You can call this servant leadership or simply refer to how they focus on others much more than themselves. Great leaders understand that to help drive a successful school, it always comes back to people and how can you influence their behavior, actions and beliefs. This means connecting with them, supporting their work and activities and finding ways to help them grow. This approach is the same mindset for students, staff and parents. This mindset puts a premium on making school a place that people enjoy coming to and celebrating the work together. They create a school culture that is demonstrated by healthy, positive relationships led by strong teacher leaders that empower students to be the difference. This only occurs because the leaders recognize the importance of developing other leaders and that only occurs with a focused vision on supporting and developing others. As Jimmy Casas shares, “In the end, your legacy won’t be about your success. It will be about your significance and the impact you made on every student, every day, and whether you were willing to do whatever it took to inspire them to be more than they ever thought possible.”
I look forward to hearing from you about your thoughts regarding the one common characteristic of middle level leaders. Comment below or reach out to me at email@example.com
Successful teachers are those that build strong relationships, personalize learning, use effective strategies and help kids learn at high levels. How this is achieved will look different depending on many factors such as the grade level, building needs and school community. However, the one common characteristic that is shared by these great teaches is their “Focus or intentionality”.
This focus or intentional work allows teachers to maximize their interactions with others, be efficient with time and supports the right work. They operate from an understanding of their core beliefs and how it supports their “why”. Teachers must make so many decisions within a day, so this focus is what allows someone over time to continue to grow as a teacher leader and impact others. It starts with connecting with others, building relationships through trust, using researched based practices but then also reflecting and growing as an educator. This only happens from a focus on getting better each day.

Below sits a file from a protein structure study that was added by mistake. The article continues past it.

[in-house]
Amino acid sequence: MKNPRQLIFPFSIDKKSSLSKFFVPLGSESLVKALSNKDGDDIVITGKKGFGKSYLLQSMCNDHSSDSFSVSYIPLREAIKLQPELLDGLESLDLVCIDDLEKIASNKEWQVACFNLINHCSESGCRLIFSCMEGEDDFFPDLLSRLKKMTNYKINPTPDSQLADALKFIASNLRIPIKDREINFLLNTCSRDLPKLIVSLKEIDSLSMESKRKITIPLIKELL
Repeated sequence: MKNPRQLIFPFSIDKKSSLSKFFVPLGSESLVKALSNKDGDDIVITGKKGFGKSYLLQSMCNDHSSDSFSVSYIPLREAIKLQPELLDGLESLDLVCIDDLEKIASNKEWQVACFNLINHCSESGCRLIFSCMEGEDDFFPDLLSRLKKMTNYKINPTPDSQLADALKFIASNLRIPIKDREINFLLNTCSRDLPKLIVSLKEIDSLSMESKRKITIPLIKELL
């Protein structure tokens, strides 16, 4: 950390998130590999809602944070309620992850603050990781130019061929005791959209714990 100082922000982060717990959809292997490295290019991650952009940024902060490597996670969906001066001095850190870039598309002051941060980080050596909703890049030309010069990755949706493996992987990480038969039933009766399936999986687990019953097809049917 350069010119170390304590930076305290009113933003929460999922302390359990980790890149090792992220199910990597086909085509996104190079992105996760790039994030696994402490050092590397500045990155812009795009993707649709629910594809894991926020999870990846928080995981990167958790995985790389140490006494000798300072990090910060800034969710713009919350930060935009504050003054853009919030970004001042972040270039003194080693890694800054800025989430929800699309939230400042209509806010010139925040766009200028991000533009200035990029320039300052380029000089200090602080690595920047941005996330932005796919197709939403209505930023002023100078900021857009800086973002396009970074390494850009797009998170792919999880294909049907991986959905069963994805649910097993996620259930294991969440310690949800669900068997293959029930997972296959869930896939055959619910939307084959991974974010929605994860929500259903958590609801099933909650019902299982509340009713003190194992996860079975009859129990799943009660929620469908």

I would encourage each of us to consider “what is your focus” or how do you spend your time? This answer will tell you how you are maximizing the limited # of opportunities that exist to help others strive for excellence.
As you strive to learn and stretch yourself as a leader, I would be curious on what you view is the common characteristic of all GREAT middle school educators. Reach out to me with comments at firstname.lastname@example.org
For every great leader, a mentor pushed that person into their current reality. I have recognized that is is vital for growth to have a “go to person”. However, when I asked myself that question I recognized that is has been many people and those experiences that I would define as my “go to people.” So not 1 individual person but rather different people over time from a varied of experiences. When we think of “who is you go to person”, my core beliefs and decision making practices developed from a combination of experiences and individuals. This has been pivotal in my development and from my perspective; here is why a group of mentors is so essential:
Learning from others increase greater capacity for growth Leadership is influence upon others. You must find time to consistently learn latest strategies, reflect and challenge the status quo. You can learn in isolation, but you have greater capacity for growth when you have multiple people with different perspectives and experiences to learn.
It Provide multiple opportunities for reflection Having an extensive PLN provides a platform where you get feedback from others. They can share different strategies that you can consider for next steps.
Growth is not automatic but connecting with others becomes intentional practices. Leaders have very busy lives filled with a variety of tasks, but when you have “go to people,” it provides daily practices and time set aside to reflect and challenge your thinking. Growth is what separates those who are successful and those who are not. It takes time to grow and when you have a PLN pushing you, then you will develop over time as a leader.
Having a “go to person or people” is critical in any person’s development as it provides capacity for growth, reflection and intentional part of your work.